Guide to the Rebecca Spring Papers, ca. 1830-1900

Department of Special Collections
Green Library
Stanford University Libraries
Stanford, CA 94305-6004
Phone: (650) 725-1022
Email: speccollref@stanford.edu
URL: http://www-sul.stanford.edu/depts/spc/
© 1999
The Board of Trustees of Stanford University. All rights reserved.

Guide to the Rebecca Spring Papers, ca. 1830-1900

Collection number: M0541

Department of Special Collections and University Archives

Stanford University Libraries

Stanford, California

Contact Information

  • Department of Special Collections
  • Green Library
  • Stanford University Libraries
  • Stanford, CA 94305-6004
  • Phone: (650) 725-1022
  • Email: speccoll@sulmail.stanford.edu
  • URL: http://www-sul.stanford.edu/depts/spc/
Processed by:
Special Collections staff
Date Completed:
1990
© 1999 The Board of Trustees of Stanford University. All rights reserved.

Descriptive Summary

Title: Rebecca Spring Papers,
Date (inclusive): ca. 1830-1900
Collection number: Special Collections M0541
Creator: Spring, Rebecca.
Extent: 1 linear ft.
Repository: Stanford University. Libraries. Dept. of Special Collections and University Archives.
Language: English.

Administrative Information

Access Restrictions

None.

Publication Rights

Property rights reside with the repository. Literary rights reside with the creators of the documents or their heirs. To obtain permission to publish or reproduce, please contact the Public Services Librarian of the Dept. of Special Collections.

Provenance

Rebecca's grandson, Herbert Peet Heron, inherited the papers which remained in storage until March, 1990. Purchased, June, 1990.

Preferred Citation:

[Identification of item] Rebecca Spring Papers, M0541, Dept. of Special Collections, Stanford University Libraries, Stanford, Calif.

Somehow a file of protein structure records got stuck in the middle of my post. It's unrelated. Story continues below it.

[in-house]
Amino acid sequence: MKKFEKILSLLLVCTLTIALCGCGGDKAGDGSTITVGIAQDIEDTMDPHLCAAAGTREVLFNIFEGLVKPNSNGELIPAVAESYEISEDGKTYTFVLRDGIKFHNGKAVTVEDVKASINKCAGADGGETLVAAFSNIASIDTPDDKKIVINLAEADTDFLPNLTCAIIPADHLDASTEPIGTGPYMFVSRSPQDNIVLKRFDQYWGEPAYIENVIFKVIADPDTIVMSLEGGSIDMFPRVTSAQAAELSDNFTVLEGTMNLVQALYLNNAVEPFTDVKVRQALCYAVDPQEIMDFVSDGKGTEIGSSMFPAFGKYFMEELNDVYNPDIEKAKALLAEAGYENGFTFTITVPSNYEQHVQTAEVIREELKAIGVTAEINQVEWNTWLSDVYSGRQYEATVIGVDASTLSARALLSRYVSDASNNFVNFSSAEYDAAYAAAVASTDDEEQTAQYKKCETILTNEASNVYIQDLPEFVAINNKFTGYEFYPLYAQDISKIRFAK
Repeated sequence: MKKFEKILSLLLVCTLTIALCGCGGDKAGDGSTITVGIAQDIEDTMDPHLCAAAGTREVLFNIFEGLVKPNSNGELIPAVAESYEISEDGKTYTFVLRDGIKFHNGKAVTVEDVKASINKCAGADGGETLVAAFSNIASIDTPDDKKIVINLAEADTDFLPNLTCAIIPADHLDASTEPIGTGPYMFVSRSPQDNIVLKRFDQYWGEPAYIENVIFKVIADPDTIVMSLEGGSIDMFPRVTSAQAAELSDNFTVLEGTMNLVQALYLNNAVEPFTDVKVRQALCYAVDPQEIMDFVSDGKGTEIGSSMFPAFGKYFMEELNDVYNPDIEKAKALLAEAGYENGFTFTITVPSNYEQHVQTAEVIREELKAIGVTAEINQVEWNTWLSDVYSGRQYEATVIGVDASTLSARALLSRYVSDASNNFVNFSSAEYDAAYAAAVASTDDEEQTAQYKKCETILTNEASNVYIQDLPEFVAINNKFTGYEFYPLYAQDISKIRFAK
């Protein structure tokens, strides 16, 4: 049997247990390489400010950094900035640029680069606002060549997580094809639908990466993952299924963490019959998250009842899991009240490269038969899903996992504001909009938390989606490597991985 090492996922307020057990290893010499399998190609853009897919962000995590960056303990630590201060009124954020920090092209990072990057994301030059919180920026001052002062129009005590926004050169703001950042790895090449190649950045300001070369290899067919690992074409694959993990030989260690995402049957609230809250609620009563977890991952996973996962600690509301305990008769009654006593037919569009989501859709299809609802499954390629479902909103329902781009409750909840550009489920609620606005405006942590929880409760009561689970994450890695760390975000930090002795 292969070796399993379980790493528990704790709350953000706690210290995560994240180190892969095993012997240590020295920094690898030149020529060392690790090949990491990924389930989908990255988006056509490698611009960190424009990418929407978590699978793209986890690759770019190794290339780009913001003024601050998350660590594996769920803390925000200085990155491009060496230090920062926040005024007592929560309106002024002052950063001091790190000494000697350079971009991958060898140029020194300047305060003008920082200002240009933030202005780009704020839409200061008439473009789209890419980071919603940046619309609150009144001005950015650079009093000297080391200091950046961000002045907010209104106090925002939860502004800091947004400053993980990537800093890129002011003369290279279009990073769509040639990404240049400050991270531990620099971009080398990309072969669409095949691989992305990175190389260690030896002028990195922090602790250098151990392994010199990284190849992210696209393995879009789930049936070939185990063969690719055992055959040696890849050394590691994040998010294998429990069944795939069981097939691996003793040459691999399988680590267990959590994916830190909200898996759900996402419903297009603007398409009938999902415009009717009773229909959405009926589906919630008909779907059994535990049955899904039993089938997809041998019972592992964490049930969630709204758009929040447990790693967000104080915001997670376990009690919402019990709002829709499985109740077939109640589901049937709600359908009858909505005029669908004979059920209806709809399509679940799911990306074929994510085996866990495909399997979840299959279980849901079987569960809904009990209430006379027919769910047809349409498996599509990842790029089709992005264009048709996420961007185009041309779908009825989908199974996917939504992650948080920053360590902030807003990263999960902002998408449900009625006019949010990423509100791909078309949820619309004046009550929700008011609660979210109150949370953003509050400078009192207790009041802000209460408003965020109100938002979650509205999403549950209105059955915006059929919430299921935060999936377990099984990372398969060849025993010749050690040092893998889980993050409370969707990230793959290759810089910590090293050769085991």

Biographical Note

Daughter of Arnold Buffum, Rebecca (1811-1911) married Marcus Spring (1810-1874) in approximately 1840. She a Quaker, he a philanthropic New York businessman, both became intensely involved in liberal political and social affairs and were part of the abolitionist, feminist, and transcendentalist movements. They were long-time friends of Fredrika Bremer, Lydia Maria Child, Margaret Fuller, and Elizabeth Palmer Peabody. Rebecca worked hard but unsuccessfully for abolitionist John Brown's acquittal, then later for the commuting of his sentence. Marcus Spring was active in cooperative societies and instrumental in the founding of two communities based on the teachings of Charles Fourier - The North American Phalanx and The Raritan Bay Union - the latter which was located on his estate in Eagleswood, New Jersey. In the late 1850s Spring founded the Eagleswood Military Academy. After Marcus' death, Rebecca continued their work in liberal political and social causes for another 25 years. In the late 1890s, she moved to southern California to live with her daughter, Jeanie Peet, where she became involved with many of the local artists and writers.

Scope and Content

Incoming correspondence (ca. 200 letters) from American and European political, religious, and literary figures. Manuscript of Rebecca Spring's memoirs (191 p.), ca. 1900.